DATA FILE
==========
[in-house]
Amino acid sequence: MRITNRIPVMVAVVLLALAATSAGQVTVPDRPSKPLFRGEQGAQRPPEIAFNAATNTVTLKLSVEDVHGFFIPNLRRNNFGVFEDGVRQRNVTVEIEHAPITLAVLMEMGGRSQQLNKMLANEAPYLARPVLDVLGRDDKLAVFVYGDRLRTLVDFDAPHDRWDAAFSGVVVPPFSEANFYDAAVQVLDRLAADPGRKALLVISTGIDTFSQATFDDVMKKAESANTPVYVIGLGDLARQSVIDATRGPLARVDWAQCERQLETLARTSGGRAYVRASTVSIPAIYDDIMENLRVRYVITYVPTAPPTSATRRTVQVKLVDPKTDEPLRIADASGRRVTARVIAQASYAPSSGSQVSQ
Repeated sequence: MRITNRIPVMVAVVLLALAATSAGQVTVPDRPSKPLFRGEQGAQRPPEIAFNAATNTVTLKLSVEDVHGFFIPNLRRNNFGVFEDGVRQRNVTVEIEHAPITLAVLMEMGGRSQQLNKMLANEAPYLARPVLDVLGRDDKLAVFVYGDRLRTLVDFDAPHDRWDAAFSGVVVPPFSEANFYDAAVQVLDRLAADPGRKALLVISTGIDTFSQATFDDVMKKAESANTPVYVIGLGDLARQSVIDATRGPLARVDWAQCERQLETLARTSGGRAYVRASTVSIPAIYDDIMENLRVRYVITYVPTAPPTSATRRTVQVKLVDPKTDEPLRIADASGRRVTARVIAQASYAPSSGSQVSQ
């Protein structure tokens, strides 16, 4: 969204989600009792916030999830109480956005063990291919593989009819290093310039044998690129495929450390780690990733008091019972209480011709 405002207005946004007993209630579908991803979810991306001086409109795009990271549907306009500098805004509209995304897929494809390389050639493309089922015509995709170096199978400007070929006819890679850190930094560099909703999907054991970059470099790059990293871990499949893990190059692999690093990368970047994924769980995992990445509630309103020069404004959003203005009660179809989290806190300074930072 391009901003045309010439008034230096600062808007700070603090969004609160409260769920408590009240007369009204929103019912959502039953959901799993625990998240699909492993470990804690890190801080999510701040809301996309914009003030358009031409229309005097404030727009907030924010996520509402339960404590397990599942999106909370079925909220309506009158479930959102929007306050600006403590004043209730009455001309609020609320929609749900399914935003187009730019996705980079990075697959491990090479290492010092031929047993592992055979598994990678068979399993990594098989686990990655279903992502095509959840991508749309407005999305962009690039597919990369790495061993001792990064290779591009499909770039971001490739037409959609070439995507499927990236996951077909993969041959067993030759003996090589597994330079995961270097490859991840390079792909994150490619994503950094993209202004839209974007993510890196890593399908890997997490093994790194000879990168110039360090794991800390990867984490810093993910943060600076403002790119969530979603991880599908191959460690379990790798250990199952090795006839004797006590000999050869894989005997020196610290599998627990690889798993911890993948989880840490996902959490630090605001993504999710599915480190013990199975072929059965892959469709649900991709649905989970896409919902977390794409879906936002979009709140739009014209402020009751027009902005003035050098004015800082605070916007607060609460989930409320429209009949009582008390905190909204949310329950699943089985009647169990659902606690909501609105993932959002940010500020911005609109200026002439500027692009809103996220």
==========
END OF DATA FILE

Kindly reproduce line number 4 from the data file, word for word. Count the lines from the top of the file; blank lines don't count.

């Protein structure tokens, strides 16, 4: 969204989600009792916030999830109480956005063990291919593989009819290093310039044998690129495929450390780690990733008091019972209480011709 405002207005946004007993209630579908991803979810991306001086409109795009990271549907306009500098805004509209995304897929494809390389050639493309089922015509995709170096199978400007070929006819890679850190930094560099909703999907054991970059470099790059990293871990499949893990190059692999690093990368970047994924769980995992990445509630309103020069404004959003203005009660179809989290806190300074930072 391009901003045309010439008034230096600062808007700070603090969004609160409260769920408590009240007369009204929103019912959502039953959901799993625990998240699909492993470990804690890190801080999510701040809301996309914009003030358009031409229309005097404030727009907030924010996520509402339960404590397990599942999106909370079925909220309506009158479930959102929007306050600006403590004043209730009455001309609020609320929609749900399914935003187009730019996705980079990075697959491990090479290492010092031929047993592992055979598994990678068979399993990594098989686990990655279903992502095509959840991508749309407005999305962009690039597919990369790495061993001792990064290779591009499909770039971001490739037409959609070439995507499927990236996951077909993969041959067993030759003996090589597994330079995961270097490859991840390079792909994150490619994503950094993209202004839209974007993510890196890593399908890997997490093994790194000879990168110039360090794991800390990867984490810093993910943060600076403002790119969530979603991880599908191959460690379990790798250990199952090795006839004797006590000999050869894989005997020196610290599998627990690889798993911890993948989880840490996902959490630090605001993504999710599915480190013990199975072929059965892959469709649900991709649905989970896409919902977390794409879906936002979009709140739009014209402020009751027009902005003035050098004015800082605070916007607060609460989930409320429209009949009582008390905190909204949310329950699943089985009647169990659902606690909501609105993932959002940010500020911005609109200026002439500027692009809103996220």